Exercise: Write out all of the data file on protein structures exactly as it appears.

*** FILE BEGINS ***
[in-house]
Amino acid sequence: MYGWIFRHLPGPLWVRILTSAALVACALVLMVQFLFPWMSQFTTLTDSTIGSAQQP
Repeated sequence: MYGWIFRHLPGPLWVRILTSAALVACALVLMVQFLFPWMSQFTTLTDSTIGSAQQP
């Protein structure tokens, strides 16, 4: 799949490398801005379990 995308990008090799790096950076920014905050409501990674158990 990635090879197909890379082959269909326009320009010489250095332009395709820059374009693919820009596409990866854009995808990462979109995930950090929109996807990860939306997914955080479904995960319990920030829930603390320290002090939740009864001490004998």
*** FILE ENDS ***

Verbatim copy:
[in-house]
Amino acid sequence: MYGWIFRHLPGPLWVRILTSAALVACALVLMVQFLFPWMSQFTTLTDSTIGSAQQP
Repeated sequence: MYGWIFRHLPGPLWVRILTSAALVACALVLMVQFLFPWMSQFTTLTDSTIGSAQQP
């Protein structure tokens, strides 16, 4: 799949490398801005379990 995308990008090799790096950076920014905050409501990674158990 990635090879197909890379082959269909326009320009010489250095332009395709820059374009693919820009596409990866854009995808990462979109995930950090929109996807990860939306997914955080479904995960319990920030829930603390320290002090939740009864001490004998």